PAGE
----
Belgium has many impressive museums and art galleries, which draw members of the Belgian public and tourists alike. Particularly of note are the four museums connected with the Royal Museums of Fine Arts of Belgium. These are situated in the capital, in the downtown area of the Coudenberg. Two of the museums (the Museum of Ancient Art and the Museum of Modern Art) are located in the main building. The other two (the Museum Constantin Meunier and the Antoine Wiertz Museum) are dedicated to specific Belgian artists. These are much smaller and are located in different areas of the city. The main building is the largest museum complex in Belgium. Located in the heart of Brussels, this museum contains a rich collection of fourteenth-­century fine arts and artifacts. Its prized possessions are numerous works confiscated by the French revolutionaries in 1794, the collections of King William I, and independent works of art by Belgian artists since 1830.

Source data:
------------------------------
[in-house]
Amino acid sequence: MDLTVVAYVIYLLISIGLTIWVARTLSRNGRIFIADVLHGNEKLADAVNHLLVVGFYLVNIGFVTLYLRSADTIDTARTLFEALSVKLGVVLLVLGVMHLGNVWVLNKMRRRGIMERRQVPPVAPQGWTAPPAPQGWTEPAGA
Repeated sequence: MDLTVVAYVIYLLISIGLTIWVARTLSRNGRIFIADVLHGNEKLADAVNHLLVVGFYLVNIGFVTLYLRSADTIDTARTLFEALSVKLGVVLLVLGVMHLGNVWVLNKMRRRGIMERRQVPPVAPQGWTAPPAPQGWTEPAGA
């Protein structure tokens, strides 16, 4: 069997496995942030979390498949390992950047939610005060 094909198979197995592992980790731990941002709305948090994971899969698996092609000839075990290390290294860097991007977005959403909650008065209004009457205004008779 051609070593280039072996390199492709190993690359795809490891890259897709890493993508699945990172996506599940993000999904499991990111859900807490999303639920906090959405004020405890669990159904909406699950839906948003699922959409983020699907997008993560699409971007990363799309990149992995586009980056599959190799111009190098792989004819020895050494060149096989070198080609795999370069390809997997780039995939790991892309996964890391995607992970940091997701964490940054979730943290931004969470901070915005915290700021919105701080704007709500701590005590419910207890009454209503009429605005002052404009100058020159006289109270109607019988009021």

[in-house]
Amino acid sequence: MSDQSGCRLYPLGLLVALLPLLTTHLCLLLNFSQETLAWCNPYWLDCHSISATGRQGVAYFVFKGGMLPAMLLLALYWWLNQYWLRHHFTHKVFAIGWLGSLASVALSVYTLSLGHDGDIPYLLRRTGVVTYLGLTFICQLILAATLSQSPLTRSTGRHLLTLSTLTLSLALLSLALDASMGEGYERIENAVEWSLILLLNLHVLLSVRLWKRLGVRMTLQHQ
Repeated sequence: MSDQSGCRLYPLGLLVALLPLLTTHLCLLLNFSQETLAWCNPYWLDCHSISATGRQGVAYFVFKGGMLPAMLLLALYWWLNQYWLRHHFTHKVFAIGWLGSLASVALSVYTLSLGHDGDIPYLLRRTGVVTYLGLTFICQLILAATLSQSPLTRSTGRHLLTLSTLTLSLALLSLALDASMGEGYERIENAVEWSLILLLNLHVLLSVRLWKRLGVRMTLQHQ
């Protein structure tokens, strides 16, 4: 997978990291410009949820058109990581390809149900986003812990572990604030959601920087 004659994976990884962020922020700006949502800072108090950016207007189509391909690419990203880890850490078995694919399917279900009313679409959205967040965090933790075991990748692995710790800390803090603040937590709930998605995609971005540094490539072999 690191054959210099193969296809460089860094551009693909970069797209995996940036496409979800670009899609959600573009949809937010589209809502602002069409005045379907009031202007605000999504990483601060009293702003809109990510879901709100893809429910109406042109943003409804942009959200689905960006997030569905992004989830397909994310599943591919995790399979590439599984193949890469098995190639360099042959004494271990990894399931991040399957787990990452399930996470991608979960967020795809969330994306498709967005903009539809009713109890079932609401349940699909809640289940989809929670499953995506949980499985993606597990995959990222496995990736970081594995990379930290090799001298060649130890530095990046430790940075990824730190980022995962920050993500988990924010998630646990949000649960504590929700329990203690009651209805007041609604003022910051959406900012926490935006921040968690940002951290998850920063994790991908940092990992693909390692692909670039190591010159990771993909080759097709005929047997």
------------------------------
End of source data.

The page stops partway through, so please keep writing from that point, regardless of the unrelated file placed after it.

The Royal Museum of Fine Arts (Dutch: Koninklijk Museum von Schone Kunsten) in Antwerp is another museum with a magnificent collection, including works by Jan van Eyck, Peter Paul Rubens, Anthony van Dyck, Franz Hals, and Auguste Rodin among others. A haven for art lovers is the Groeninge Museum in Bruges. This museum offers a rich and fascinating array of works, primarily by Belgian artists. Highlights include the world-­famous collection of works by the Flemish Primitives, as well as paintings by various Renaissance and Baroque masters. There are several interesting pieces from the Neoclassical and Realist periods of the eighteenth and nineteenth centuries.